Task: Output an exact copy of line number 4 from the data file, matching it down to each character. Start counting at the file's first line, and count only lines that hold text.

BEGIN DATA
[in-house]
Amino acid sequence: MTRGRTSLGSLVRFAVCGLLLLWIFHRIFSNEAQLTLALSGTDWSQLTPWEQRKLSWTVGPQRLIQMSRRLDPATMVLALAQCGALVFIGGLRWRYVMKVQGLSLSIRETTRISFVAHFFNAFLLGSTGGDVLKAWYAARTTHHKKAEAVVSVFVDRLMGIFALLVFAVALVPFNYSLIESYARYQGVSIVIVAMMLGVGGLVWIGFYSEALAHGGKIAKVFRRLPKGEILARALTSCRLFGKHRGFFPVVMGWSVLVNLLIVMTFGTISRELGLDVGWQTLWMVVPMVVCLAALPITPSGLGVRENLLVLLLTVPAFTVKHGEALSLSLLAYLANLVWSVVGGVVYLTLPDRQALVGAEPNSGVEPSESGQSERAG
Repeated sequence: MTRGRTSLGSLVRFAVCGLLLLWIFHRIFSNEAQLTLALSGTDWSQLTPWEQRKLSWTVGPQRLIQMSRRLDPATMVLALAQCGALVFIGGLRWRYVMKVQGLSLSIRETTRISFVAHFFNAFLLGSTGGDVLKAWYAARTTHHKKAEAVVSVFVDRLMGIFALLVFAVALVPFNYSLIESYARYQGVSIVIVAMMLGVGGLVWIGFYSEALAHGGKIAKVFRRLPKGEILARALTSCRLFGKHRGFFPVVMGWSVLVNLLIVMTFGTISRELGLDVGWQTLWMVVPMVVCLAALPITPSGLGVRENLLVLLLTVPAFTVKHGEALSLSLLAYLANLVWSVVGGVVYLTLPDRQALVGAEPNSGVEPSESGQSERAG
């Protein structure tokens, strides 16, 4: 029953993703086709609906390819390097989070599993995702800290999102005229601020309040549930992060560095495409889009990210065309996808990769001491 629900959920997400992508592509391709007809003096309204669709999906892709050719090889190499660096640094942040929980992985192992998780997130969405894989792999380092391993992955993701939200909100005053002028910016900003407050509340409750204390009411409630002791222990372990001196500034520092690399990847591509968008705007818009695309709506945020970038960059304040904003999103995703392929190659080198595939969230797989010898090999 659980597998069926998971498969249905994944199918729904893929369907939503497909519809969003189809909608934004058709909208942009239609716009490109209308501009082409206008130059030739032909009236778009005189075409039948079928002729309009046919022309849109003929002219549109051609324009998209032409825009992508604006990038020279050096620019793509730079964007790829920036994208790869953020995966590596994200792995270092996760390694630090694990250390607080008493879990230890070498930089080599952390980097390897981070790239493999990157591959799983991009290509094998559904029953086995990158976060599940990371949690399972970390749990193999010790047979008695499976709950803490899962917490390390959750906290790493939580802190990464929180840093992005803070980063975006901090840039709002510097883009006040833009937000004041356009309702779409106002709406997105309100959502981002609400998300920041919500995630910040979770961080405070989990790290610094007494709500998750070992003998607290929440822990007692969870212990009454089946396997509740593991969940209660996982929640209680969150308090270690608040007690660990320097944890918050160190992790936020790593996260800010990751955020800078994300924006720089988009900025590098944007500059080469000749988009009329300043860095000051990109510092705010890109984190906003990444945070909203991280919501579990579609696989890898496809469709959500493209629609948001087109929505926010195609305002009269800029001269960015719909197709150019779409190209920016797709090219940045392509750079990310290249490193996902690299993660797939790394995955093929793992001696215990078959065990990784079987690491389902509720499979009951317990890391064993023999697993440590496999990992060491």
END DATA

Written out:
């Protein structure tokens, strides 16, 4: 029953993703086709609906390819390097989070599993995702800290999102005229601020309040549930992060560095495409889009990210065309996808990769001491 629900959920997400992508592509391709007809003096309204669709999906892709050719090889190499660096640094942040929980992985192992998780997130969405894989792999380092391993992955993701939200909100005053002028910016900003407050509340409750204390009411409630002791222990372990001196500034520092690399990847591509968008705007818009695309709506945020970038960059304040904003999103995703392929190659080198595939969230797989010898090999 659980597998069926998971498969249905994944199918729904893929369907939503497909519809969003189809909608934004058709909208942009239609716009490109209308501009082409206008130059030739032909009236778009005189075409039948079928002729309009046919022309849109003929002219549109051609324009998209032409825009992508604006990038020279050096620019793509730079964007790829920036994208790869953020995966590596994200792995270092996760390694630090694990250390607080008493879990230890070498930089080599952390980097390897981070790239493999990157591959799983991009290509094998559904029953086995990158976060599940990371949690399972970390749990193999010790047979008695499976709950803490899962917490390390959750906290790493939580802190990464929180840093992005803070980063975006901090840039709002510097883009006040833009937000004041356009309702779409106002709406997105309100959502981002609400998300920041919500995630910040979770961080405070989990790290610094007494709500998750070992003998607290929440822990007692969870212990009454089946396997509740593991969940209660996982929640209680969150308090270690608040007690660990320097944890918050160190992790936020790593996260800010990751955020800078994300924006720089988009900025590098944007500059080469000749988009009329300043860095000051990109510092705010890109984190906003990444945070909203991280919501579990579609696989890898496809469709959500493209629609948001087109929505926010195609305002009269800029001269960015719909197709150019779409190209920016797709090219940045392509750079990310290249490193996902690299993660797939790394995955093929793992001696215990078959065990990784079987690491389902509720499979009951317990890391064993023999697993440590496999990992060491």